Research Centre for Museums and Galleries (RCMG)


To find out more about HumanKind please visit our project website

For more than thirty years, the story of Calke Abbey and its significance has been built around the story of a reclusive and socially-isolated family who guarded the Estate from modern life and lived eccentric, disconnected lives. Today, as awareness grows of the enormous challenges posed by loneliness and the harmful impact of social isolation on more and more lives, we are looking afresh at Calke’s past, reassessing the stories told about this place and exploring their potential to foster more, and more meaningful, contemporary human connections.

Recent research has shed new light on the lives of the people who lived at Calke. This has revealed powerful, rich and sometimes surprising stories of love, compassion and kindness, rooted in complex life experiences and events, alongside the more familiar ones of isolation and disconnection. Spanning more than 200 years, these are stories that many of us would recognise today. The people who lived at Calke needed one another and took care of one other. Their routes out of difficulty were always aided by others – by humankind and human kindness.

The exterior of Calke Abbey

In 2019 – marking the 200th anniversary of the death of Henry Harpur, ‘The Isolated Baronet’ – we are exploring this wider and richer history of Calke in exciting new ways.  HumanKind uses these new stories and insights to challenge the stigma that surrounds loneliness and social isolation, to get people talking about this pressing social issue, to foster human interaction and connection and, in true Calke tradition, to encourage small acts of kindness.

HumanKind is a research-led collaboration between the National Trust and the Research Centre for Museums and Galleries at the University of Leicester.

RCMG was commissioned by Calke Abbey (National Trust) to work in collaboration on the research project, Isolation and Loneliness: Opening up new stories and interpretive experiences at Calke Abbey. The team at Calke Abbey was inspired by the forthcoming 200th anniversary of the death of Henry Harpur Crewe, 7th Baronet of Calke Abbey who was dubbed ‘The Isolated Baronet’ in his own time, and they had ambitions to develop new interpretation and programmes around contemporary issues of social isolation and loneliness.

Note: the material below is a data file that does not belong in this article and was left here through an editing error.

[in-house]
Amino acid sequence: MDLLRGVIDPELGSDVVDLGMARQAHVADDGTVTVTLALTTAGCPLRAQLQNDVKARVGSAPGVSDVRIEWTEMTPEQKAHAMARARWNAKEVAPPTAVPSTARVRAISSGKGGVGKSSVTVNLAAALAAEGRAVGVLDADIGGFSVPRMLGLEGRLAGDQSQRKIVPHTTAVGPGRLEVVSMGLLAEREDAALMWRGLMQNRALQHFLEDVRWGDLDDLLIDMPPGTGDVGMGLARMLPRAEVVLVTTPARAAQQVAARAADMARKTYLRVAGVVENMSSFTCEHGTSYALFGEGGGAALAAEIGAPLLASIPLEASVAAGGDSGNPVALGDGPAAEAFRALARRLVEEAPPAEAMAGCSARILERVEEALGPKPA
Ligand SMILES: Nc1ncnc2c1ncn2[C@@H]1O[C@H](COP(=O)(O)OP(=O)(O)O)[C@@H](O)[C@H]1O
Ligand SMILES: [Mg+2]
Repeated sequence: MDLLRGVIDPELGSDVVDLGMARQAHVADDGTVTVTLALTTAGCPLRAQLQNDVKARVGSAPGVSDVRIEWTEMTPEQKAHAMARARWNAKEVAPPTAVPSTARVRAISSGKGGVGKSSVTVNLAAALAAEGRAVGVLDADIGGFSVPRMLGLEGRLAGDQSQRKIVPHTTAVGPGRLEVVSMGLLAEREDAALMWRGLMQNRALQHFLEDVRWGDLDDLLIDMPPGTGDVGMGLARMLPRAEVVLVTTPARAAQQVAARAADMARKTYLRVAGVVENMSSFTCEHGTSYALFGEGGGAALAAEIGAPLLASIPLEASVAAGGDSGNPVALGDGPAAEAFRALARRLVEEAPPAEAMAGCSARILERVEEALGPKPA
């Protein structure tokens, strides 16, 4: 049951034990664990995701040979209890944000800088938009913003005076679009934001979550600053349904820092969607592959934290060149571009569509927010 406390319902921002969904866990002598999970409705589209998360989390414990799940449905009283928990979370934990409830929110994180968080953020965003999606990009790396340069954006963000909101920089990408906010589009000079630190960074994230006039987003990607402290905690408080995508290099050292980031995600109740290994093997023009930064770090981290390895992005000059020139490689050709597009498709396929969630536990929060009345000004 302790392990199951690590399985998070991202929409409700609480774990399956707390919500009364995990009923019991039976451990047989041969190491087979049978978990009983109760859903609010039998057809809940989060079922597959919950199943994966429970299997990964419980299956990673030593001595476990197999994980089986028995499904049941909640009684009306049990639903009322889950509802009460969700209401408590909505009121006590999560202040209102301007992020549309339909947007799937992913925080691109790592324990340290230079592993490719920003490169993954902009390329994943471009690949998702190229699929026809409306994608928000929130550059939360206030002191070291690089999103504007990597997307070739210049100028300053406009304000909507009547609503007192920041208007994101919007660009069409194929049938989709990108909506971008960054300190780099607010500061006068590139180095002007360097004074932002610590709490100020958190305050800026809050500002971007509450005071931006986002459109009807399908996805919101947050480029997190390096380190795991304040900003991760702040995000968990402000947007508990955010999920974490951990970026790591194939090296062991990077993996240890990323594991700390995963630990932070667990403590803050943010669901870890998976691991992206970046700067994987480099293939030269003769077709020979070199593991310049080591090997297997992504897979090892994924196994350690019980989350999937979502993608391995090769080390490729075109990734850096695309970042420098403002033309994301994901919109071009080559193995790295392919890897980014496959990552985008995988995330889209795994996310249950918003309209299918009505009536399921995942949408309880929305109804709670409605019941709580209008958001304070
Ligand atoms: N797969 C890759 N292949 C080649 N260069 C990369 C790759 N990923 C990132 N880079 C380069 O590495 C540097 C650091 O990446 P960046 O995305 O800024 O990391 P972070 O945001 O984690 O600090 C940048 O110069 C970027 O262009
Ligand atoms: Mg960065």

Stage 1

Stage 1 of the project ran from October 2017 to March 2018 and provided Calke Abbey with a Framework for programming at the site around the theme of loneliness and isolation. The Calke Abbey team were keen to engage with leading edge approaches to interpretation which responded directly to the spirit of Calke Abbey and furthered develop a design-led methodology that they have explored previously by the Research Centre for Museums and Galleries (RCMG) with Imperial War Museum North (IWMN) and Historic Royal Palaces (HRP).

Calke Abbey approached RCMG to ask them to ‘think with’ Calke Abbey about the potential opportunities and pitfalls of work in this area and to help them plan this work in such a way that it would:

  • Generate new and ongoing community relationships
  • Deliver Calke Abbey’s ambition to deliver high quality and sector leading interpretive practice
  • Result in an exceptional visitor experience and programming for 2019
  • Leave a legacy of increased expertise, creativity and confidence amongst staff and volunteers to develop this and other work in the future
  • Findings from Stage 1 can be found in the research report - Isolation and loneliness - opening up new stories and interpretive experiences at Calke Abbey

A stairwell at Calke Abbey

Stage 2

Stage 2 of Isolation and Loneliness (July 2018 – June 2019) continues this innovative and exciting work by putting the three key areas of activity from the Framework into action:

  • Working with hand-picked creatives to develop interpretive interventions that disrupt the conventional heritage visit, and opening up moments of reflection on, and awareness of, contemporary questions of loneliness and social isolation which are felt, physically and emotionally
  • Creating opportunities for staff, volunteers, visitors and programme participants to avoid loneliness
  • Ongoing research and development as the Calke Abbey team learn more about what matters to them and push their work and capacity forward
  • Integral to the process is capturing the impact of the interventions through detailed visitor research across a range of activities, the impact on volunteers and the impact of the project on Calke Abbey as an organisation, its capacity and its working practices
  • Findings from Stage 2 can be found in the research report (PDF, 5mb) - Isolation and loneliness – opening up new stories and interpretive experiences at Calke Abbey Stage 2 Report

The project locates the work at Calke Abbey within wider national, and international, debates about the impact of loneliness and social isolation, and provides an interesting model of how cultural organisations – which are largely absent from national debates and discussions on loneliness and social isolation – can make a significant contribution in the drive to encourage us to talk about loneliness and make small actions to end it.

For more information about wider national conversations around loneliness and social isolation see the Jo Cox Commission on Loneliness: Combatting loneliness one conversation at a time.

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